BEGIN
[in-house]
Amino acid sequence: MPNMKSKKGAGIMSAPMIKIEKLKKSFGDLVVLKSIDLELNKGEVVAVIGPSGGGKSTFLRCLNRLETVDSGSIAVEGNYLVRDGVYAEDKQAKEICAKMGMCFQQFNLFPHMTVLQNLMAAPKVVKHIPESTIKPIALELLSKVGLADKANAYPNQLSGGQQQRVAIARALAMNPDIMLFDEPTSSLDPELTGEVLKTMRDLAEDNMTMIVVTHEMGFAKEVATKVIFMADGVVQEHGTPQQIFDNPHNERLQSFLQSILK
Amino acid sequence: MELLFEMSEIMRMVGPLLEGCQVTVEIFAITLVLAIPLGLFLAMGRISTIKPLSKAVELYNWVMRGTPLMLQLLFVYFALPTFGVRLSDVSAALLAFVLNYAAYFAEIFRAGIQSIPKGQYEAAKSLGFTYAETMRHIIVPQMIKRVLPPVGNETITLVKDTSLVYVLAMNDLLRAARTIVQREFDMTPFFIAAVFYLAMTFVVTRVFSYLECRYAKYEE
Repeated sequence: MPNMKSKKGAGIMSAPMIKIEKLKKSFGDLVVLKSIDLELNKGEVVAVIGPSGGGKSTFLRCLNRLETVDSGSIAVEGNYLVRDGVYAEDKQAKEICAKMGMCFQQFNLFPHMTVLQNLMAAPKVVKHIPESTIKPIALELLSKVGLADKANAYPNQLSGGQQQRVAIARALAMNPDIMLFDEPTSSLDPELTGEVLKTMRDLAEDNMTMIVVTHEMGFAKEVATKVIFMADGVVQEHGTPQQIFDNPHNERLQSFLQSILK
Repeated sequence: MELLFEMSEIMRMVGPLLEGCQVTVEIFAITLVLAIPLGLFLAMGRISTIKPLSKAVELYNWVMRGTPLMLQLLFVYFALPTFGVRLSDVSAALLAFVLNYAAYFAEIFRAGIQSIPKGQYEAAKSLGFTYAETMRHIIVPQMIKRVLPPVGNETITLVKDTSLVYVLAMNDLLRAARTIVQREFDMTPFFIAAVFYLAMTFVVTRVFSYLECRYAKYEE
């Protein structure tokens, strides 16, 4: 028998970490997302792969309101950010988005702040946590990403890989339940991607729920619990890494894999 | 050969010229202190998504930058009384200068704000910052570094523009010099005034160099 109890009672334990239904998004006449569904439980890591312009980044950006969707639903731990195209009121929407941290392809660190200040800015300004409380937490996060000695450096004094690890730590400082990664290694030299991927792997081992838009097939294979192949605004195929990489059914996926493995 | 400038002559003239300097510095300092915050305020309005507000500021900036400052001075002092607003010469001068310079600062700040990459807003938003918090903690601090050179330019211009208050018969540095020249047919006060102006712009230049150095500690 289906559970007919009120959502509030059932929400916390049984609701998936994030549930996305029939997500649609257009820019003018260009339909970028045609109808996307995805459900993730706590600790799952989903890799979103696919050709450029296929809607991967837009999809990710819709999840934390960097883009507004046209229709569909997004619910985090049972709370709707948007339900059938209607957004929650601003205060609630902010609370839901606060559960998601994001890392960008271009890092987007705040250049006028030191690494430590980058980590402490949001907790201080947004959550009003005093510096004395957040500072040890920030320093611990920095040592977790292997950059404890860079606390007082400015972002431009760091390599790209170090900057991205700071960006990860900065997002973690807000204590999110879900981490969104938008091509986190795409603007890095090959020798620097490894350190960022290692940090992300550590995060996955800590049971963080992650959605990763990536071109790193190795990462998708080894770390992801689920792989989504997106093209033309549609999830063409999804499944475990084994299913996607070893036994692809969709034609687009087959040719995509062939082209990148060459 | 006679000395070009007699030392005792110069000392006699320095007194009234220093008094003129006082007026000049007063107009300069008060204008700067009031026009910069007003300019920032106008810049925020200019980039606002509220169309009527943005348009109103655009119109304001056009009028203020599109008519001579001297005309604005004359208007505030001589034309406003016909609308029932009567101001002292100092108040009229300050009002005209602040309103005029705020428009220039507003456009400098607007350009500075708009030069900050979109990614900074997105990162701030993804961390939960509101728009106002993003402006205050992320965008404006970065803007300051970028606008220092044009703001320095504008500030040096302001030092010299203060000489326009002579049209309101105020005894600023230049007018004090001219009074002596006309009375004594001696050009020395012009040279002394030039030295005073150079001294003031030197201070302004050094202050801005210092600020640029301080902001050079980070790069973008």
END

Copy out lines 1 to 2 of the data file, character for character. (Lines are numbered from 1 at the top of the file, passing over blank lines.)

[in-house]
Amino acid sequence: MPNMKSKKGAGIMSAPMIKIEKLKKSFGDLVVLKSIDLELNKGEVVAVIGPSGGGKSTFLRCLNRLETVDSGSIAVEGNYLVRDGVYAEDKQAKEICAKMGMCFQQFNLFPHMTVLQNLMAAPKVVKHIPESTIKPIALELLSKVGLADKANAYPNQLSGGQQQRVAIARALAMNPDIMLFDEPTSSLDPELTGEVLKTMRDLAEDNMTMIVVTHEMGFAKEVATKVIFMADGVVQEHGTPQQIFDNPHNERLQSFLQSILK